Addicted to Teva
Hebrew media review

Addicted to Teva

As the ailing drug-maker's workers wail about the prospects of having to find a new job, the government looks into getting others fired instead or giving the firm more money

Workers of the Teva company protest against the company plan to lay off hundreds of employees, outside the TEVA Pharmaceutical Industries building in Jerusalem, December 14, 2017. (Yonatan Sindel/Flash90)
Workers of the Teva company protest against the company plan to lay off hundreds of employees, outside the TEVA Pharmaceutical Industries building in Jerusalem, December 14, 2017. (Yonatan Sindel/Flash90)

In recent years, roadworks officials in some areas of the US and England have begun using signs reading “Slow down, my daddy works here” (or sometimes mommy) in a bid to get drivers to take their lead foot off the pedal and increase worker safety. Yet it’s not clear if the campaigns yielded anything more than a whole lot of sarcasm (especially in the UK).

In the same vein, Yedioth Ahronoth’s top headline Sunday morning of “Don’t fire Mommy and Daddy” is also a no-holds barred attempt to pull on heartstrings and gain sympathy for the plight of Teva workers, who say they are being run over by their company’s bad management. And similarly, it’s not at all clear whether pathetic displays like that will do anything but make people sad (or think they are being cynically manipulated using children).

Yedioth’s first few pages are devoted to one thing and one thing only, appealing to peoples’ hearts on behalf of the pharma firm’s poor workers, whose fate of having a one in four chance of being fired over the next two years makes them so sad that even lighting a Hanukkah menorah can’t cheer their kids up, at least according to the paper’s inside headline, calling Hanukkah “The sad holiday of the Teva kids.” (Though some of them can’t help but smile in the pictures the paper publishes of them.)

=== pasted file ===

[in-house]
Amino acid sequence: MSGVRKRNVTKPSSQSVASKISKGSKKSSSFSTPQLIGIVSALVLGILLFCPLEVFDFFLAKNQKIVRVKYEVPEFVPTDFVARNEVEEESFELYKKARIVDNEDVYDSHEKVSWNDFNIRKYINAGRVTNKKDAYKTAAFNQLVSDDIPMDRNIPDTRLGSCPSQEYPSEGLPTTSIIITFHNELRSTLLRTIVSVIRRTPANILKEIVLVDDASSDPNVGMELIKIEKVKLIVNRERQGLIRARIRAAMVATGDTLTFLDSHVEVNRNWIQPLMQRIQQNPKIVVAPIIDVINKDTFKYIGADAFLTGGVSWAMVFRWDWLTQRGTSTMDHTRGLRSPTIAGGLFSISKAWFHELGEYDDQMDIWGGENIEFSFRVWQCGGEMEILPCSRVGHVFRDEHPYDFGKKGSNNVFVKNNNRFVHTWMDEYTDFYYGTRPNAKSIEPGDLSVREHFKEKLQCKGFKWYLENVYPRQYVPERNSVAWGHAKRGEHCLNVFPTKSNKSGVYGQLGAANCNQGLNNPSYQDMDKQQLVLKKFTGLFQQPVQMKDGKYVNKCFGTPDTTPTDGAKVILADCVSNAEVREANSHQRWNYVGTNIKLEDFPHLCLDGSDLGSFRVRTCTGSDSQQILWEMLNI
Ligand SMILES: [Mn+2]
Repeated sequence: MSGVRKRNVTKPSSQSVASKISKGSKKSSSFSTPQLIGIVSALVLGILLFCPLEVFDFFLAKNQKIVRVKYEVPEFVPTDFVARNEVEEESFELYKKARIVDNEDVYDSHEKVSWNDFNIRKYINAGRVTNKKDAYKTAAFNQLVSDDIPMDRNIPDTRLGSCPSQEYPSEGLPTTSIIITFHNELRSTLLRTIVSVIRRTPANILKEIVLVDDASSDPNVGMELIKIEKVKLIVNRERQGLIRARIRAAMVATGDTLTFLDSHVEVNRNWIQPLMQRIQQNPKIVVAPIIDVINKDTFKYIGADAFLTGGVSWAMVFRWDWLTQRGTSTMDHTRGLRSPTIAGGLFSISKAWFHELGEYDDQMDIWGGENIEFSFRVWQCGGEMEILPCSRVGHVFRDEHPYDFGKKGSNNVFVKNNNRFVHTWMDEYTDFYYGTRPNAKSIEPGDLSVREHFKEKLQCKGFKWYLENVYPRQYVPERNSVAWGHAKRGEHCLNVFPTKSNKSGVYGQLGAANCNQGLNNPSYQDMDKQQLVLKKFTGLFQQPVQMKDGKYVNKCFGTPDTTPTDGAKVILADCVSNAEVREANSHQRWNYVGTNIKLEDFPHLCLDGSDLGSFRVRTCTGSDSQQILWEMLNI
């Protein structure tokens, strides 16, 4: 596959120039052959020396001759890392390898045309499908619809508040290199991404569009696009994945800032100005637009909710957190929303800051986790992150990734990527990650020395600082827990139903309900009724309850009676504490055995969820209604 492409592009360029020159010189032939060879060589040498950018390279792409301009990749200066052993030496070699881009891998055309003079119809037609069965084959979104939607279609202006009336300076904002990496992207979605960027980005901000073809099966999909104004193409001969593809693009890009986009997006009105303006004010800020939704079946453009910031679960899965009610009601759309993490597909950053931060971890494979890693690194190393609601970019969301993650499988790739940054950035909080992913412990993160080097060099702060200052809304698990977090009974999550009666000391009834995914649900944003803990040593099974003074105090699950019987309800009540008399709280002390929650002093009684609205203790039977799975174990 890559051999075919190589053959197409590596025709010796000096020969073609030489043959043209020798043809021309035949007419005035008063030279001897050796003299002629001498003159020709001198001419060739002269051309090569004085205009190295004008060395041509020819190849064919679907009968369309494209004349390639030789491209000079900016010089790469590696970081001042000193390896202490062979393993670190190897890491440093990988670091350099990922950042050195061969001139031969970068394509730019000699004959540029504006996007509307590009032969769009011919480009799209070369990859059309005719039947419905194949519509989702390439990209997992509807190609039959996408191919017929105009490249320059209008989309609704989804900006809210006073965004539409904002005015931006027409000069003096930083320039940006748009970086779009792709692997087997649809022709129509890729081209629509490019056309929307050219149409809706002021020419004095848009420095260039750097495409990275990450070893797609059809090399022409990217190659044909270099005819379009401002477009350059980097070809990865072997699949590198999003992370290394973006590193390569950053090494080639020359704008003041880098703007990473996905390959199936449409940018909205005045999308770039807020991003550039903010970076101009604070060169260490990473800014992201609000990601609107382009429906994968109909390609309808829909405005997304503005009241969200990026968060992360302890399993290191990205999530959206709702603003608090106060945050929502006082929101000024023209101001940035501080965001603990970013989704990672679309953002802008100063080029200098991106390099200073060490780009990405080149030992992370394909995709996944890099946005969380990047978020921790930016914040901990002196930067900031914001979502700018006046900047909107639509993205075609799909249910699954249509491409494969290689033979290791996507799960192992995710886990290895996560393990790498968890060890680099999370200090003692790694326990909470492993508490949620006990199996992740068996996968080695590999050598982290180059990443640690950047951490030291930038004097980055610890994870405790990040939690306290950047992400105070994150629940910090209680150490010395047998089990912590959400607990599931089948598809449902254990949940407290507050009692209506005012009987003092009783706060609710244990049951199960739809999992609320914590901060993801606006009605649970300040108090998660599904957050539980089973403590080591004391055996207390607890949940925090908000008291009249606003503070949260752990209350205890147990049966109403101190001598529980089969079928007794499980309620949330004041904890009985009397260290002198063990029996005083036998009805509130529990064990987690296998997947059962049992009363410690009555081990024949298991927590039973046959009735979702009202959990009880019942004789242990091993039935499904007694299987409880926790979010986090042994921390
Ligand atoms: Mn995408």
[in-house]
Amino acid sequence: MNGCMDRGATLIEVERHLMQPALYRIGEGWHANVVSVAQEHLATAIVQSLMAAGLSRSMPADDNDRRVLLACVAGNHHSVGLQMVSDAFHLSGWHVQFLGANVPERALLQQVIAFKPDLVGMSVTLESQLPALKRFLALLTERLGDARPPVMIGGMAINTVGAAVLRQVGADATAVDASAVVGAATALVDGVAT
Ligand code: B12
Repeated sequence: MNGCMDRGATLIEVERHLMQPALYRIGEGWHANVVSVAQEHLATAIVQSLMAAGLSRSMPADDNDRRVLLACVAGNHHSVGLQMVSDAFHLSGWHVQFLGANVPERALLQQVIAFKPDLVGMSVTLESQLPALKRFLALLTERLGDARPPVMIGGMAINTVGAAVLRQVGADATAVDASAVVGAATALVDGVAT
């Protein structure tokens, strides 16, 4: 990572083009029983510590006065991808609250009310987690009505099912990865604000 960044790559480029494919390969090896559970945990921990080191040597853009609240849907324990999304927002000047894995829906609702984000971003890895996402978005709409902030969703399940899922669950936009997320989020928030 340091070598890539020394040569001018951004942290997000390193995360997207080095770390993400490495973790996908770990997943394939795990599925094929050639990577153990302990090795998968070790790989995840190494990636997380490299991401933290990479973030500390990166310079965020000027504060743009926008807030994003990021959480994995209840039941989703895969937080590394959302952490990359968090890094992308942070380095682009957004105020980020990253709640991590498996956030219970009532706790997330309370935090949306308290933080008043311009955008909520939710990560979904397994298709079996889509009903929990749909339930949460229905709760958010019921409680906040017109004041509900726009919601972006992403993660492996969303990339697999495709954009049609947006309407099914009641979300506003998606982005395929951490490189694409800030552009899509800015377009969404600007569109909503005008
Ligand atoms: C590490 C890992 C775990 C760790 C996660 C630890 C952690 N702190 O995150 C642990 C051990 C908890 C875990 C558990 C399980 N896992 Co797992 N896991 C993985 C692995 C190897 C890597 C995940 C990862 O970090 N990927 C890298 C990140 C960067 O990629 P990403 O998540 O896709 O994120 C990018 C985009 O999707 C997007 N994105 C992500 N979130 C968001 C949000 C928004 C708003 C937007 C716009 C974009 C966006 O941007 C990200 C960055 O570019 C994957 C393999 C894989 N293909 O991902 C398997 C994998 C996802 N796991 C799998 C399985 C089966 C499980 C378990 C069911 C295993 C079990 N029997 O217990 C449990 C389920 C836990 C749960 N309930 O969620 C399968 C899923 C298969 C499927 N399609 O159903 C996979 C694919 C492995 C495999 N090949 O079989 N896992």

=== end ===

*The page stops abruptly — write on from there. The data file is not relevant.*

“Who will pay our mortgage? Teva was our home… We thought we would work their our whole lives and retire from there,” wails either Nadav or Miri Detour, who both work at the firm’s Jerusalem facility, faced with the insurmountable challenge of having to find another job at the ripe old age of 40 or 34 respectively. “I still believe in miracles. If there is even a 1 percent chance Teva will stay in Jerusalem, I believe. Getting the news during the holiday was terrible, but maybe there will be a miracle, who knows,” Miri Detour adds.

While the Detours and others are waiting for Hanukkah Harry to come down the chimney with his sack of miracles, politicians are getting their hands dirty trying to do something to save the workers’ jobs, according to Israel Hayom, which reports on efforts by the government to strong-arm Teva into firing more workers abroad and letting the Israelis keep their jobs.

“The Israeli government is not impressed, to put it lightly, with Teva’s dramatic firings and does not intend to continue making nice after years of giving the company billions in breaks,” the paper reports. “Israeli officials understand that Teva needs to stabilize in order to stay in business, but that stabilization can come from other countries where Teva operates and not in Israel, or at least not at that scale.”

Haaretz reports a totally different story, that the government is considering sweet-talking the company into sticking around with even more money thrown their way. The paper makes plain its suspicion about such a plan, running a headline that reads “Instead of worrying about the fired workers, the government is trying to buy them more time,” pointing out that there is no safety net for fired workers of any ilk and politicians seem to only care about cases where there is public pressure.